The first time Honduran indigenous leader Berta Cáceres met the journalist Nina Lakhani, Cáceres said, 'The army has an assassination list with my name at the top. I want to live, but in this country there is total impunity. When they want to kill me, they will do it.' In 2015, Cáceres won the Goldman Prize, the world's most prestigious environmental award, for leading a campaign to stop construction of an internationally funded hydroelectric dam on a river sacred to her Lenca people. Less than a year later she was dead.
Lakhani tracked Cáceres remarkable career, in which the defender doggedly pursued her work in the face of years of threats and while friends and colleagues in Honduras were exiled and killed defending basic rights. Lakhani herself endured intimidation and harassment as she investigated the murder. She was the only foreign journalist to attend the 2018 trial of Cáceres's killers, where state security officials, employees of the dam company and hired hitmen were found guilty of murder. Many questions about who ordered and paid for the killing remain unanswered.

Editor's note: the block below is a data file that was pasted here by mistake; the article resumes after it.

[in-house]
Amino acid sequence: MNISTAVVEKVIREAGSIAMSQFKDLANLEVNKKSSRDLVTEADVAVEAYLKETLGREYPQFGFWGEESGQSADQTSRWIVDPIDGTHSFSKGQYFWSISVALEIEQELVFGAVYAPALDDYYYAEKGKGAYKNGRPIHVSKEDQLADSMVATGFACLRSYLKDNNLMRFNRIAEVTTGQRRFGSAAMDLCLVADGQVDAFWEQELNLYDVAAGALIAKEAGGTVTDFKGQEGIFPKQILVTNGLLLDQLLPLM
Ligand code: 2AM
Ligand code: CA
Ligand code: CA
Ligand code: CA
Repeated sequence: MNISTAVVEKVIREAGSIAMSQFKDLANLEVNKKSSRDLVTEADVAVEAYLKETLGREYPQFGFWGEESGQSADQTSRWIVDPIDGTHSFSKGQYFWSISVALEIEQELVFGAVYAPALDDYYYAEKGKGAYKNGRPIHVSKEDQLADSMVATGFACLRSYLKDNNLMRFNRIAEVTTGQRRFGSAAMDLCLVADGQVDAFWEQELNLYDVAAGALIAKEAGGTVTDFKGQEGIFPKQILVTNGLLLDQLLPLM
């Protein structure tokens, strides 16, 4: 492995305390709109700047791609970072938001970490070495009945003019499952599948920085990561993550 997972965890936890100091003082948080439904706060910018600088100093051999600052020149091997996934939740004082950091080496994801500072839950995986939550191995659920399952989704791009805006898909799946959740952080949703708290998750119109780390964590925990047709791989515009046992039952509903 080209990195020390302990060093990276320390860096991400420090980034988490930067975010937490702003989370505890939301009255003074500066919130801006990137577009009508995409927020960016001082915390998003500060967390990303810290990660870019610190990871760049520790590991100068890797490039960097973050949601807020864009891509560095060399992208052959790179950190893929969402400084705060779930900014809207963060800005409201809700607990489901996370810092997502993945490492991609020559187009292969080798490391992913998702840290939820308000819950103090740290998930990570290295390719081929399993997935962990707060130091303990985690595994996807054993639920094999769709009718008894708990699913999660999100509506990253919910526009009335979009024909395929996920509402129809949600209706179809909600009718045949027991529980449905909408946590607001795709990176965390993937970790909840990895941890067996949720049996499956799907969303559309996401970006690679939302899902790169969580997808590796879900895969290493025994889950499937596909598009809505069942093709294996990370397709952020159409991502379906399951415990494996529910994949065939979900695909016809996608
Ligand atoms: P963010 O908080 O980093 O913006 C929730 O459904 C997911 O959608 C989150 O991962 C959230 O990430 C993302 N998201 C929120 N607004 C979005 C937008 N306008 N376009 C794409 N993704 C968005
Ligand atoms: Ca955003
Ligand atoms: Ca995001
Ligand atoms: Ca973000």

Drawing on more than a hundred interviews, confidential legal filings, and corporate documents unearthed after years of reporting in Honduras, Lakhani paints an intimate portrait of an extraordinary woman in a state beholden to corporate powers, organised crime, and the United States.